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Fall in business morale deepens concern about German economy

By Joseph Nasr

BERLIN (Reuters) – Sentiment among German manufacturers plunged by its largest amount since the bankruptcy of Lehman Brothers in 2008, a leading survey showed on Tuesday, deepening concerns about the health of Europe’s largest economy.

The monthly survey of business morale from the Munich-based Ifo economic institute sent the euro to a three-week low against the dollar and reinforced expectations that the European Central Bank will further loosen monetary policy next month.

Carsten Brzeski, an economist at ING-Diba, called the Ifo report a “wake-up call” for the German economy, which has looked increasingly vulnerable as a slowdown in emerging countries like China has taken hold, unsettling global financial markets.

The Ifo’s headline business climate index fell to 105.7 in February from 107.3 last month to reach its lowest level since December 2014. The drop was fuelled by eroding expectations of the business outlook over the next half year.

This was particularly acute in manufacturing sector, where the outlook plunged by its largest amount since November 2008, two months after the bankruptcy of U.S. investment bank Lehman Brothers shook markets and triggered a global economic crisis.

“The majority of companies were pessimistic about their business outlook for the first time in over six months,” Ifo President Hans-Werner Sinn said in a statement. “German businesses expressed growing concern, especially in manufacturing.”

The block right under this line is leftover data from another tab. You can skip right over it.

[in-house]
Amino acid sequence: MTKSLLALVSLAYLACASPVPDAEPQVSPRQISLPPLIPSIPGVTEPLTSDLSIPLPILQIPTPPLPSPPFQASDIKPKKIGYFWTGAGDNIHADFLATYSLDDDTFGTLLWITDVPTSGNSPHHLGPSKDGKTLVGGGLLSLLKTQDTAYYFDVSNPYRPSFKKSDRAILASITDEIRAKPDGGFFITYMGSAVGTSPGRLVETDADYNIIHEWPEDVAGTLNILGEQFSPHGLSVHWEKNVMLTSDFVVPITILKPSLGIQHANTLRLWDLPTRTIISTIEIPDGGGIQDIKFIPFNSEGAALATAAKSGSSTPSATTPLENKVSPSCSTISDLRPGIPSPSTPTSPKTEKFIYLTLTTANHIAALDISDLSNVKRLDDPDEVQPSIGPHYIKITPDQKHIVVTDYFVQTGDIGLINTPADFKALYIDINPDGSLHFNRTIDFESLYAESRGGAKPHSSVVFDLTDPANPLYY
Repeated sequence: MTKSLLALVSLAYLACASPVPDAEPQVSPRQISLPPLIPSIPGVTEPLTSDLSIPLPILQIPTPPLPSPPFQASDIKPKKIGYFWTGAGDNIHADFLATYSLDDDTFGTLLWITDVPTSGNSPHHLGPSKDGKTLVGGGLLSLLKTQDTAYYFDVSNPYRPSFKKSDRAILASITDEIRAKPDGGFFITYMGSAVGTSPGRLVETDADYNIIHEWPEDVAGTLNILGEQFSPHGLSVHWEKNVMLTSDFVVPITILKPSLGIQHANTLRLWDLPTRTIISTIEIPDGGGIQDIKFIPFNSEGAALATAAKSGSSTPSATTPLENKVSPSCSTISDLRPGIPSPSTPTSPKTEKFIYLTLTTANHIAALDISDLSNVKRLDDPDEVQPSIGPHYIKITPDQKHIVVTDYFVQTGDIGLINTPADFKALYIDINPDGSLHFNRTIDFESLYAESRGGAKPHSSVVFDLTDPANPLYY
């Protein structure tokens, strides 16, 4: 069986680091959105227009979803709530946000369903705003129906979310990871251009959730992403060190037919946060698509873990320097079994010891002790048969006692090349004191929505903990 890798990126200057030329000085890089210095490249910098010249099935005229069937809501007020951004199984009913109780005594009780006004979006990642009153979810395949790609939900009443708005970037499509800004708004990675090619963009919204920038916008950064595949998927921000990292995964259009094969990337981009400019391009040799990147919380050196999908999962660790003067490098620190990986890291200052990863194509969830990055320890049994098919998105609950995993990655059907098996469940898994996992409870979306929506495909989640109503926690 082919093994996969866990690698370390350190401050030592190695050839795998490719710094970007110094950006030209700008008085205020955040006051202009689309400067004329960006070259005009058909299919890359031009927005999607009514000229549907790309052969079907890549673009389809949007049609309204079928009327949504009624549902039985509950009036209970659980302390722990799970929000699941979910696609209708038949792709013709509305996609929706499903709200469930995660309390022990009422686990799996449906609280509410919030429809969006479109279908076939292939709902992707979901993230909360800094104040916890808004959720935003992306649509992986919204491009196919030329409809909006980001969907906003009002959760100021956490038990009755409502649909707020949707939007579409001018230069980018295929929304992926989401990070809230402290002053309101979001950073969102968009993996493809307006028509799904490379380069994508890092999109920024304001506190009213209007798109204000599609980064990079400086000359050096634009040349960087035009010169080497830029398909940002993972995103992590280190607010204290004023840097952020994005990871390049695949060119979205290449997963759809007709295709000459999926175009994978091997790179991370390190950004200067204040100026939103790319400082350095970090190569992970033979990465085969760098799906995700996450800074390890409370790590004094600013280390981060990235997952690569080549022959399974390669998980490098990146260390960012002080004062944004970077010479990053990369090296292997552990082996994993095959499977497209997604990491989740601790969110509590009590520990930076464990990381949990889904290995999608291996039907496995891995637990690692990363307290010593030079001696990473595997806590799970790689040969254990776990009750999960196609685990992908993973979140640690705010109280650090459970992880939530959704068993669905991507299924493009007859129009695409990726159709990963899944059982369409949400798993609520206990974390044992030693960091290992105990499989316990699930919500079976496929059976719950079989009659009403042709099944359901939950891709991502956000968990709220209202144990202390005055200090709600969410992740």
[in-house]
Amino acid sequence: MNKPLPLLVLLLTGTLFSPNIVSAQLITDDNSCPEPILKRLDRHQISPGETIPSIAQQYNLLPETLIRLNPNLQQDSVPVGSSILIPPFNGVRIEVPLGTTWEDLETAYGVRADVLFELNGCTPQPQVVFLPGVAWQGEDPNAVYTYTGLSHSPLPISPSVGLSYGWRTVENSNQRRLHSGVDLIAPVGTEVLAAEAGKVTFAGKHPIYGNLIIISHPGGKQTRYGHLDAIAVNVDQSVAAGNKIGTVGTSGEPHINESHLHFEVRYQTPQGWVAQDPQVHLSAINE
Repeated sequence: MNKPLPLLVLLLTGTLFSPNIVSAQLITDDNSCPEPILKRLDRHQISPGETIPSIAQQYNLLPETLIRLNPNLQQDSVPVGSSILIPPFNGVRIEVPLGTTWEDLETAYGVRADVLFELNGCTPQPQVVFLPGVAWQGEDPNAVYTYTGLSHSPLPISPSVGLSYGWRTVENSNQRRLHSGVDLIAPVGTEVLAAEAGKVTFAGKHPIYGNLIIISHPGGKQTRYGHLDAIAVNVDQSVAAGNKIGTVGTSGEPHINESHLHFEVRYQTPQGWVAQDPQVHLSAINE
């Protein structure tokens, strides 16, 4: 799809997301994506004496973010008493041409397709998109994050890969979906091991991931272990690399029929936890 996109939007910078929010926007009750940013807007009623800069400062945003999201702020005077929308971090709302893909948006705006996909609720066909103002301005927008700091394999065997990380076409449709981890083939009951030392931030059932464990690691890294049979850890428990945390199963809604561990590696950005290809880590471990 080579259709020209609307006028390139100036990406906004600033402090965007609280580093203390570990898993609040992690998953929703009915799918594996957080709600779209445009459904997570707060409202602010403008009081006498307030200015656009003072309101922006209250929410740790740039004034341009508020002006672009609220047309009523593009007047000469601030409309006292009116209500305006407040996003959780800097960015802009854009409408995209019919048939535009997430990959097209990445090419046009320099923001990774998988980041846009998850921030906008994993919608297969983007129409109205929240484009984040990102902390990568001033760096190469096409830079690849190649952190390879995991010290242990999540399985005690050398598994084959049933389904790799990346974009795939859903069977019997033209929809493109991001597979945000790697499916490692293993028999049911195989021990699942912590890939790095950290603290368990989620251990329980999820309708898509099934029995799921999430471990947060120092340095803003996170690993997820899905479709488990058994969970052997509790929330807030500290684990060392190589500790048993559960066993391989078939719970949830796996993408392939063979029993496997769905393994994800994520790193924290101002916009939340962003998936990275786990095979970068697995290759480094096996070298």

Ifo economist Klaus Wohlrabe told Reuters that a forecast for 2016 German economic growth of 1.9 percent, published in December, would need to be revised down given the deteriorating outlook.

“The industrial sector fears that it will go through a downturn. For the overall economy we expect a slowdown,” he said.

German companies have been relying on robust domestic demand and the strength of the U.S. economy to offset falling exports to China, Brazil and other emerging markets.

But Brzeski said lower oil prices were denting U.S. growth prospects and that it would no longer be the “strong safety net” for German exports and industry that it was last year.

Earlier on Tuesday, data showed that the German economy grew by a steady 0.3 percent in the fourth quarter, driven partly by higher public spending on refugees and investment.

Germany is spending billions of euros on housing, integrating and finding work for a record number of refugees fleeing conflicts and poverty in the Middle East and elsewhere. At the same time, record-high employment, rising wages, low inflation, and cheaper gasoline have boosted private spending.

But economists doubt that higher household and state spending will continue to offset a decline in trade in the long term.

BayernLB economist Stefan Kipar said there was considerable evidence suggesting the economy would be knocked off its recovery path.

“The dampening effect that economic weakness in some important markets is having on the German economy seems too great for that at the moment.”

(Additional reporting by Michelle Martin and Caroline Copley; Editing by Noah Barkin and Dominic Evans)

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